Letters to the Editor: How L.A. is effectively forcing homeless people to camp in Echo Park

Activists and residents march through the Echo Park Lake tent encampment
Activists and residents march through the Echo Park Lake tent encampment to prevent a scheduled cleanup Jan. 24.
(Los Angeles Times)

To the editor: Who wouldn’t choose a beautiful lakeside camping spot with restrooms over a cold, hard sidewalk? (“How a commune-like encampment in Echo Park became a flashpoint in L.A.’s homelessness crisis,” March 13)

It’s heartbreaking to think that people are expected to sleep on sidewalks and our city has offered them no place better to pitch their tents after all these years. Both the city and county of Los Angeles must create appropriately located, sanctioned camping areas with restrooms, drinking water, shade, security and social services.

We need leaders to immediately create designated safe camping areas for our unhoused, while at the same time continuing to create a variety of appropriately priced and sustainable housing. We also need our parks and sidewalks safe and clean, and our quality of life restored for all Angelenos.


Poor leadership has gotten us into this mess, and good leadership can get us out.

Julie Milligan, Los Angeles


To the editor: Reading about the Echo Park Lake encampment reminded me of New York in the 1970s. The subway cars were covered with graffiti, mentally ill unhoused people wandered the streets, and couples with children fled to the suburbs. The government had simply lost control.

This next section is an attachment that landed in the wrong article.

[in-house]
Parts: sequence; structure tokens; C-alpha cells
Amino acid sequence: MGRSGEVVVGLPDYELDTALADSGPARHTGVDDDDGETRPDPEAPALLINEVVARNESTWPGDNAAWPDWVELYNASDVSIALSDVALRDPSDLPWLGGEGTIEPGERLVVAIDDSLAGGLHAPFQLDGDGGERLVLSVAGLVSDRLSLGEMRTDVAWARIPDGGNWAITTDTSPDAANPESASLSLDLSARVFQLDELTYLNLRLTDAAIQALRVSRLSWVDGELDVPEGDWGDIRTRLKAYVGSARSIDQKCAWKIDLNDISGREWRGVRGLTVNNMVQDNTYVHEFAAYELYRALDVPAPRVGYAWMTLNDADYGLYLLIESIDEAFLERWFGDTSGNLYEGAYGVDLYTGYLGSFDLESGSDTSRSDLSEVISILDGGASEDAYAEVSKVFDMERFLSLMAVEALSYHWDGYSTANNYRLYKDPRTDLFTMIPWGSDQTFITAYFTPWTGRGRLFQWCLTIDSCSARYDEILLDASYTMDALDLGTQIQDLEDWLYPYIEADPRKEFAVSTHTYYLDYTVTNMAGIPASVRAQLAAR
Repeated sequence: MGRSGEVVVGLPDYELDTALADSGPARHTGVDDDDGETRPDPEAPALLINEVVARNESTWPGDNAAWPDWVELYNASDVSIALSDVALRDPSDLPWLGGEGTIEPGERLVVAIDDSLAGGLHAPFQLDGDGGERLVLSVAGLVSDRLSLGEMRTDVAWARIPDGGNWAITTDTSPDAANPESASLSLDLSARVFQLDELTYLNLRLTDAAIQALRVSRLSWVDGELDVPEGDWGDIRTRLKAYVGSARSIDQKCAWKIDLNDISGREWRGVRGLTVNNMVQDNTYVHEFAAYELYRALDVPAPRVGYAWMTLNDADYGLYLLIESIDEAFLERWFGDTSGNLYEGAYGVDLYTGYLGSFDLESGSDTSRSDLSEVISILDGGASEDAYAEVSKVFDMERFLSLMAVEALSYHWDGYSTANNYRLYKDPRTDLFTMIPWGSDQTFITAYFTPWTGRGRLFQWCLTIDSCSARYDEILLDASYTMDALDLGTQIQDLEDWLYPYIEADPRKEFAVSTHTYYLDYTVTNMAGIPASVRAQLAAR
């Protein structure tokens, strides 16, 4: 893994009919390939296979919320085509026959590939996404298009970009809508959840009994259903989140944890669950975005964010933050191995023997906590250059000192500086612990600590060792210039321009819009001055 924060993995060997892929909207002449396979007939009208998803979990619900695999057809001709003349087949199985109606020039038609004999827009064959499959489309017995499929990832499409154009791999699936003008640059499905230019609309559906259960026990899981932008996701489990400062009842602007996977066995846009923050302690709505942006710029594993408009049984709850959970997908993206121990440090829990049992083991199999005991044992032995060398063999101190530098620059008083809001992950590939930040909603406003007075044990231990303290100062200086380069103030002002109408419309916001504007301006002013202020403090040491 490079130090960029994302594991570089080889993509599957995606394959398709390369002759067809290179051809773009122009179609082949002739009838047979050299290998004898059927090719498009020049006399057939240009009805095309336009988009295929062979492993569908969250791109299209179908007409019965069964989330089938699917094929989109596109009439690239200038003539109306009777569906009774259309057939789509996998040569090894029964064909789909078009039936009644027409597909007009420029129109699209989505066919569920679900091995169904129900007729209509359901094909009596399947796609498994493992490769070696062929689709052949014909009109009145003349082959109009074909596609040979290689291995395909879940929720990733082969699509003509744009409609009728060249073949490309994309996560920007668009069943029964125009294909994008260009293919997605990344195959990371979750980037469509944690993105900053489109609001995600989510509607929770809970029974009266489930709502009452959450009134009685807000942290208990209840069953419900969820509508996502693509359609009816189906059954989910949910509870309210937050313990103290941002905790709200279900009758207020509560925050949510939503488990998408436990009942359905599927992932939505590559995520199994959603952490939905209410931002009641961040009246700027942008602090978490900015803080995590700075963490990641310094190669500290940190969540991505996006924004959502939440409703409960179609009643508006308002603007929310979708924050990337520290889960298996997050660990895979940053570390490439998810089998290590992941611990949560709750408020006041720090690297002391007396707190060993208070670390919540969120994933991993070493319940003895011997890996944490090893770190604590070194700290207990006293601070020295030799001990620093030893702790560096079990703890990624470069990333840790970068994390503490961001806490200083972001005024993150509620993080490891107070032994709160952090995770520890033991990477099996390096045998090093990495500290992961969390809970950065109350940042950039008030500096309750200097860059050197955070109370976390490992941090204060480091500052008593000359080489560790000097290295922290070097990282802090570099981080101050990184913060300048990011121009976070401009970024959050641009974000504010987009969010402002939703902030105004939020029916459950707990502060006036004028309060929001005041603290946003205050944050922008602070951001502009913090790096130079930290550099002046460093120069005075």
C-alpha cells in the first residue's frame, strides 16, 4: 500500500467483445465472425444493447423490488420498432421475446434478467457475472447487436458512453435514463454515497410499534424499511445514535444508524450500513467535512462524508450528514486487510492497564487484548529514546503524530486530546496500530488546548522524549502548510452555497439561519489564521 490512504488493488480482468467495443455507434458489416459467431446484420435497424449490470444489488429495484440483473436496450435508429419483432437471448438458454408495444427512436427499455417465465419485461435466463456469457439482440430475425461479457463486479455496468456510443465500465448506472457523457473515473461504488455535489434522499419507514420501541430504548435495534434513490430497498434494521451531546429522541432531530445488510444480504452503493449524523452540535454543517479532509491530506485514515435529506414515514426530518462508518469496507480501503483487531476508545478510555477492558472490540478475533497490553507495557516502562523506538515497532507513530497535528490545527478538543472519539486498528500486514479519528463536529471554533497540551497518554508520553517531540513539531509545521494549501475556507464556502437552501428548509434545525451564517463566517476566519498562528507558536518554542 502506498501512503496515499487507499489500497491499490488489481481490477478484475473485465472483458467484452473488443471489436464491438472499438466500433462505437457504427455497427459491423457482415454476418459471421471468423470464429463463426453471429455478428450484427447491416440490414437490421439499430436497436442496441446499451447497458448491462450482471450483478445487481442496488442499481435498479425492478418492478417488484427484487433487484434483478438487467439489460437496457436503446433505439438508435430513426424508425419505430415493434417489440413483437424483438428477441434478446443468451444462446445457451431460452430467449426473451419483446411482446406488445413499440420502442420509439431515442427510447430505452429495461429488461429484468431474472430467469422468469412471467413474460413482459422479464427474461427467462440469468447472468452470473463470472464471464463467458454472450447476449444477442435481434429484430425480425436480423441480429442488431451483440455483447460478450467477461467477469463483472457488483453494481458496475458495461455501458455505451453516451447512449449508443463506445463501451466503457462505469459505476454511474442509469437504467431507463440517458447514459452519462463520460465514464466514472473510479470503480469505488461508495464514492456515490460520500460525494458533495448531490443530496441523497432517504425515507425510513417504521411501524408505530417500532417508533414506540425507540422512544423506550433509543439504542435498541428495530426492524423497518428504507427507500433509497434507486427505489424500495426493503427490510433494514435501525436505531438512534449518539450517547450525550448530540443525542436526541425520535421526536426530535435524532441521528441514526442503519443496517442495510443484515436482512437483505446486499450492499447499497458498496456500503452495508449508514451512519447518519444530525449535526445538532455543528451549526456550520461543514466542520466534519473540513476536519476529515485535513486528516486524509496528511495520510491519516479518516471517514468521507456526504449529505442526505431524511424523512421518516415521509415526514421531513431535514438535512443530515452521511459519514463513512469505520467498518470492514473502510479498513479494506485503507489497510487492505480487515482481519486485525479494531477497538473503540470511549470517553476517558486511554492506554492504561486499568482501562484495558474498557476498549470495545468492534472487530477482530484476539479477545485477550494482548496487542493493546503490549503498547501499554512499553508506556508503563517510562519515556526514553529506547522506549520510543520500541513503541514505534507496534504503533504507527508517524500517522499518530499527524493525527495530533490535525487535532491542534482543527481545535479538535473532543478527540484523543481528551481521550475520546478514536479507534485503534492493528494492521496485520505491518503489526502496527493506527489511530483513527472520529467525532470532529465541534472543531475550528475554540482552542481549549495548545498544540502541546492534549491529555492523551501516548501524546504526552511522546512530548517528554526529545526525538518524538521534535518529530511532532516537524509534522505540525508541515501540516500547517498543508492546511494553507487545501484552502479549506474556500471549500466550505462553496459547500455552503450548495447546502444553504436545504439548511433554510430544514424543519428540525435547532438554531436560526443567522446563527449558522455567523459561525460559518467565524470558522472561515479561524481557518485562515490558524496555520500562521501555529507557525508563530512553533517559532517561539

That is what I see here. City Hall has simply lost control.

An unacknowledged fact is these people are, to some degree, no longer homeless. Granted, they are living in homes few Angelenos would tolerate, but they have a community. It is the existence of community that makes many homeless people unwilling to move to shelters and other forms of housing.

When I see the encampments, I feel two emotions: deep sadness for what has placed these people in this situation, and absolute rage that the city has allowed this to happen and not adequately helped these people. Unfortunately, a toxic sense of “wokeness” among some groups is hindering the city from taking difficult but necessary action.

In New York, the situation eventually got so bad that the people elected a strongman mayor in Rudy Giuliani. Now, you do not see many tents on New York’s sidewalks or in most other American cities.

It is time to rapidly build housing and insist on the acceptance of that housing, and to remove the tent encampments that cover parts of L.A.


Doug Jones, Los Angeles


To the editor: Councilmembers Mitch O’Farrell, Mike Bonin and others who have enabled these encampments should resign in shame.

This is not a housing issue, but one of misguided “tolerance” that is rendering our few public spaces unsafe and unusable. And what of future parks? Will the restored Ballona Wetlands or the revitalized L.A. River just become another encampment?

I’d encourage taking a walk along York Boulevard from South Pasadena into Highland Park, or down Huntington Drive from Alhambra into El Sereno. Notice the difference?

Other cities have managed to address this crisis. L.A.’s explanations are as preposterous as its solutions.

Daniel Cooper, Oak Park